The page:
Small change, big shift: why Radio New Zealand has joined the acronym party

  • media
  • November 5, 2015
  • Joshua Riddiford
Small change, big shift: why Radio New Zealand has joined the acronym party

Radio New Zealand’s recent re-branding to the acronym RNZ is in line with other public broadcasters like the BBC, ABC and NPR, RNZ chief executive Paul Thompson told Susie Ferguson yesterday morning.

In response to feedback from a listener that the change implied a rejection of radio, Thompson said the change reflected the state broadcaster’s reach beyond traditional mediums to incorporate new digital mediums.

“We’re immensely proud to be Radio New Zealand, radio remains such a strong part of what we do but it’s no longer the only show in town,” he said.

“We’re having to evolve as an organisation because our audience is changing and that’s the signal we’re trying to send.”

At the moment, the RNZ acronym is being used on-air and the RNZ.co.nz url forwards to the state broadcaster's website, but the RNZ branding is still not reflected on any brand livery.

Radio New Zealand's head of communications John Barr described the change as an "evolutionary process" and says the new branding will be rolled out with the website update next year.       

The re-branding is in line with the broadcaster’s greater emphasis on online content through the youth-focused website, thewireless.co.nz, launched in October 2013, and the recently launched “First Person” podcast with long time TV3 presenter, John Campbell.

The announcement of Campbell’s new show followed the announcement back in July that comedian Jesse Mulligan would take over from Simon Mercep as host of the Afternoons show.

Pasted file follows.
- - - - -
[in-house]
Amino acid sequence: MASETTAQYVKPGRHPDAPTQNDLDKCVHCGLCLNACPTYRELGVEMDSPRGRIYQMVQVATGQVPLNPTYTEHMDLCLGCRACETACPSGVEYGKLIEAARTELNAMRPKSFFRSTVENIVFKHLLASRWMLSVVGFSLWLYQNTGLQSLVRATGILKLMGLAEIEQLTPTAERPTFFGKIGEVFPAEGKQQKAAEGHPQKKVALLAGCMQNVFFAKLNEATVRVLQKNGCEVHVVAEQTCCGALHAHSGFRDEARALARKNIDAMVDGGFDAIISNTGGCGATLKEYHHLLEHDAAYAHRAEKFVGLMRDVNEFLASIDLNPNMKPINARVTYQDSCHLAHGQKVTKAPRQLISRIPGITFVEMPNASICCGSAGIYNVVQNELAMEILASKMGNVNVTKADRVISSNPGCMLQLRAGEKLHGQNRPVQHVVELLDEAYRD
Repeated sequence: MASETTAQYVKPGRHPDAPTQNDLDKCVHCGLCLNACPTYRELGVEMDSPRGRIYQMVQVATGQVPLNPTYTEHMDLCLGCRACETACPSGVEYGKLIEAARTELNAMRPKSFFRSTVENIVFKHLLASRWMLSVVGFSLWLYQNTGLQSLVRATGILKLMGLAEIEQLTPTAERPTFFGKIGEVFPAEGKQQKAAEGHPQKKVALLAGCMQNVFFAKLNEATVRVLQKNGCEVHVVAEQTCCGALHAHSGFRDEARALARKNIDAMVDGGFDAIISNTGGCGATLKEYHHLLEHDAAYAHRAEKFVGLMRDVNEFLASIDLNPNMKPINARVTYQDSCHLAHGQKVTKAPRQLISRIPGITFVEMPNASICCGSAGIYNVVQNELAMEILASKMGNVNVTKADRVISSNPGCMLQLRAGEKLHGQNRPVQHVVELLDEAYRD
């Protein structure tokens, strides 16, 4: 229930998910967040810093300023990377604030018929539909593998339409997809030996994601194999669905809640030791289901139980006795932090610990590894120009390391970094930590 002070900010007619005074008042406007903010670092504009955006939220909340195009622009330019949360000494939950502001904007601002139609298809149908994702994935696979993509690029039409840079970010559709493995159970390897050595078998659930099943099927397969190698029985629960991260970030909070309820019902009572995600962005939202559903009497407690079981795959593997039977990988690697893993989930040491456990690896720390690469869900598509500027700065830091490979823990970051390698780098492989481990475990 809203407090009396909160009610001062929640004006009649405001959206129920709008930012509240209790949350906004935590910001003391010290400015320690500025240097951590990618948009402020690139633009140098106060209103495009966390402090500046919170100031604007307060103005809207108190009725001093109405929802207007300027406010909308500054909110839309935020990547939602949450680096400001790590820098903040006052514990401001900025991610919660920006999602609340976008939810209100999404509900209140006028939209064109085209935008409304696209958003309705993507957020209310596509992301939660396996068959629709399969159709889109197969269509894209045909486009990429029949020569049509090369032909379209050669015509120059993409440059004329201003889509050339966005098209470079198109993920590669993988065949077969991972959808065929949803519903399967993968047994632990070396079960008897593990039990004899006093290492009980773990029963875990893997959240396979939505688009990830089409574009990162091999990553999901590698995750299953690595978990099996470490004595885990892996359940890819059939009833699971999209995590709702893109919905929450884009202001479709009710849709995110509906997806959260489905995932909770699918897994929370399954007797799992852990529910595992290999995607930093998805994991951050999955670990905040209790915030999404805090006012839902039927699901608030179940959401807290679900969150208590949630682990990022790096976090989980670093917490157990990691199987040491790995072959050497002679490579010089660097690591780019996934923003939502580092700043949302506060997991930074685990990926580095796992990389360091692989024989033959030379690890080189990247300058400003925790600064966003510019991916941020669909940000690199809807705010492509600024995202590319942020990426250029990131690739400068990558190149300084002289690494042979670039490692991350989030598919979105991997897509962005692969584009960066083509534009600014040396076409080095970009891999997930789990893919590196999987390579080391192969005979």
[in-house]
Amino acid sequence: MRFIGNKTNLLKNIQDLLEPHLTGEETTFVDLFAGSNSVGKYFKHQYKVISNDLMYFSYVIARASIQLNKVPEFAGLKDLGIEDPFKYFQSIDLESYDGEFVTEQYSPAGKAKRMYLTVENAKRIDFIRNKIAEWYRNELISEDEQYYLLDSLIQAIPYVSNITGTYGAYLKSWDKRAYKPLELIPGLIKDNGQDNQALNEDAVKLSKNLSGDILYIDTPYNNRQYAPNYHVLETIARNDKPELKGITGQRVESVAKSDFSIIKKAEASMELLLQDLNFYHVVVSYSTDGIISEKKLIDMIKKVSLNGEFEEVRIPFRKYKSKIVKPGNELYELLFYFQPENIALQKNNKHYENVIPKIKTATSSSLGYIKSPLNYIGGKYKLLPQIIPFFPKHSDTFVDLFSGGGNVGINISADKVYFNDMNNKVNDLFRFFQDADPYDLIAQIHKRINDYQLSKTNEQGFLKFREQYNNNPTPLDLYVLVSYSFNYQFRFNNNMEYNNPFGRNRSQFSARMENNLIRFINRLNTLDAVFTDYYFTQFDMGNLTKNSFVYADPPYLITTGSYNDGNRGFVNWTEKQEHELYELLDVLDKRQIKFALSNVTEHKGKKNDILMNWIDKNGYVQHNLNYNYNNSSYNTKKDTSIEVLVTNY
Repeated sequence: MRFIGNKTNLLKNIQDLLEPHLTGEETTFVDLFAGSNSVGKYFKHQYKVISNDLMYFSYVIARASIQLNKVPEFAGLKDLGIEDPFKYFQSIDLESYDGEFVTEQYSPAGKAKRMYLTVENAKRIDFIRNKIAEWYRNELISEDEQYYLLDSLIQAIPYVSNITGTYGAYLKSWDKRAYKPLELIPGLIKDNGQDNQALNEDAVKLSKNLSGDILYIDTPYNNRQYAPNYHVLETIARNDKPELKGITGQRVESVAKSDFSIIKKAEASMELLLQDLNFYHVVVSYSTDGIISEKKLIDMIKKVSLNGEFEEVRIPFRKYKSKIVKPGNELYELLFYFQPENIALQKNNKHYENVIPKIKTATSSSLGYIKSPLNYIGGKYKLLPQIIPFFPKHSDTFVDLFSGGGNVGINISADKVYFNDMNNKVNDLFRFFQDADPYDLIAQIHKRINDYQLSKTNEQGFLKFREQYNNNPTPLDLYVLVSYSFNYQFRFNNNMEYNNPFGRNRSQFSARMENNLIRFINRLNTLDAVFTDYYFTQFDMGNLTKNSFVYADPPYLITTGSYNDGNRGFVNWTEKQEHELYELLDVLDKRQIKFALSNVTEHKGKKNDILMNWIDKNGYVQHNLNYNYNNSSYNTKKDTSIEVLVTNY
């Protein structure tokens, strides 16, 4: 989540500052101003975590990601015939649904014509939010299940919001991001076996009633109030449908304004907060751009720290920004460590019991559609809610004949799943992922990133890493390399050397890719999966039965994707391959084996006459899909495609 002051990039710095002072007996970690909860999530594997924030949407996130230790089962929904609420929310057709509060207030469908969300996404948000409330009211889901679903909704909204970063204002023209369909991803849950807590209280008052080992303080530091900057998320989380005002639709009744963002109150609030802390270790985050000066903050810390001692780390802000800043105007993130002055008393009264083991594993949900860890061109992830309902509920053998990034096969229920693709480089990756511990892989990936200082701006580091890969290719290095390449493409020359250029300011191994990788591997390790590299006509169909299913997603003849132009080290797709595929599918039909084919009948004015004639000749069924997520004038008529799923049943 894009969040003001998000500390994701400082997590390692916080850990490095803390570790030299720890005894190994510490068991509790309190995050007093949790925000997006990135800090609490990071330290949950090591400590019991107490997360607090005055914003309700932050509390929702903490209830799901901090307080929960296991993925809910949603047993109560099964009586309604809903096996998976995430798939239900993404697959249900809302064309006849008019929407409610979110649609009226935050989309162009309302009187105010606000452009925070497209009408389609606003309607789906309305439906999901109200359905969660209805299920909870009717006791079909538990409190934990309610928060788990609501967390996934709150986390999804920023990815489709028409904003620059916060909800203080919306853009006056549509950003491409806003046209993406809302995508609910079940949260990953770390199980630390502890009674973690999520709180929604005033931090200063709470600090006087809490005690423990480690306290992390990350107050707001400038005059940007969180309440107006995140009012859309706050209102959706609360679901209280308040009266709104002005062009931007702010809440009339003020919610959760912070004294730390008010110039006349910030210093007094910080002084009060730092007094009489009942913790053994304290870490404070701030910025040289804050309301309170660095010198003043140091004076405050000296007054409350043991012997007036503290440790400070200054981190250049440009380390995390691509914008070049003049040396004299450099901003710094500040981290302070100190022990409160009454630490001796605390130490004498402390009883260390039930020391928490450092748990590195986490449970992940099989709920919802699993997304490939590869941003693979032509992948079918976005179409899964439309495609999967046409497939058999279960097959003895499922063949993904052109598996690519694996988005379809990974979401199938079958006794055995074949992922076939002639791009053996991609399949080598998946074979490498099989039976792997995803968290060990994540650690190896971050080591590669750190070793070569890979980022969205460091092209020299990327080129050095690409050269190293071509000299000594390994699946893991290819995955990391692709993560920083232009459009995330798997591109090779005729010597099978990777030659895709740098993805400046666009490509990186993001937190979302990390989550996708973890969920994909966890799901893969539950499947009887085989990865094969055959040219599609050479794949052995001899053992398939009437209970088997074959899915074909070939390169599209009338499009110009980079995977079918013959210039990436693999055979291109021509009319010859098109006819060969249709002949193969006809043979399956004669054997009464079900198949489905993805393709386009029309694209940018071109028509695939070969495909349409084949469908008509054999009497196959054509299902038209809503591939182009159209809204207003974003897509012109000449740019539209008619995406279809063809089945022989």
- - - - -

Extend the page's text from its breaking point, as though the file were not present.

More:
The former Campbell Live host is also due to take up the reins of the hard-hitting current affairs show Checkpoint, which will now involve more "visual journalism" as Campbell explains in this video posted to the RNZ website.

Speaking to StopPress yesterday afternoon, Thompson said while there was a core audience for Radio New Zealand which saw the state broadcaster as like "mother's milk" and were raised on it, the changes were about reaching a more diverse audience who perhaps didn't think RNZ was for them because it was "a bit serious".

A top priority for RNZ, Thompson said, was "getting in touch with people who probably would like what we do if we could only market to them more effectively and connect and get our content to them."

He said The Wireless was an example of delivering new content and bringing new audiences to the material produced by the state broadcaster.

"It's doing really intriguing and relevant journalism for younger New Zealanders," which was presented in a fun way with a visual component.

Nearly a million people had visited the RNZ website during the month of September, which left the state broadcaster behind Stuff and the NZ Herald website in terms of users numbers.

"If we get topical, timely and interesting content onto the website, people love it," Thompson said.

Inertia in the midst of demographic and digital change in New Zealand was not an option for Radio New Zealand, which needed to move with the times.

"We want to continue to look after our existing audiences but they do skew older and less diverse than the general population and if we were just to sit still and stick to our knitting in three or four years' time we would find ourselves absolutely marooned."

RNZ was "placing a bet on the future" with the changes but there was a balance to be struck between providing the content, loyal listeners have enjoyed for many years whilst also continuing to "freshen and evolve".

"Our approach is to try stuff and to continue everyday to refine and improve what we do and make sure we are as fresh and as energised as we can.

"It's much better to be trying something and to be innovating than to be sitting still like a sitting duck."

According to figures released by the broadcaster, Radio New Zealand has more than 500,000 listeners across its radio networks.

RNZ also says it received 1.3 million requests for audio content (via website on-demand, website downloads, website live-streaming, iTunes and RNZ's apps.) 

And the state broadcaster also estimates that it now has an audience of around 1.5 million across the Pacific. 

Meanwhile, thewireless.co.nz had 103,000 users during September.  

A spokesman for RNZ says no change is planned to the use of the Maori name for the state broadcaster which is Te Reo Irirangi o Aotearoa.

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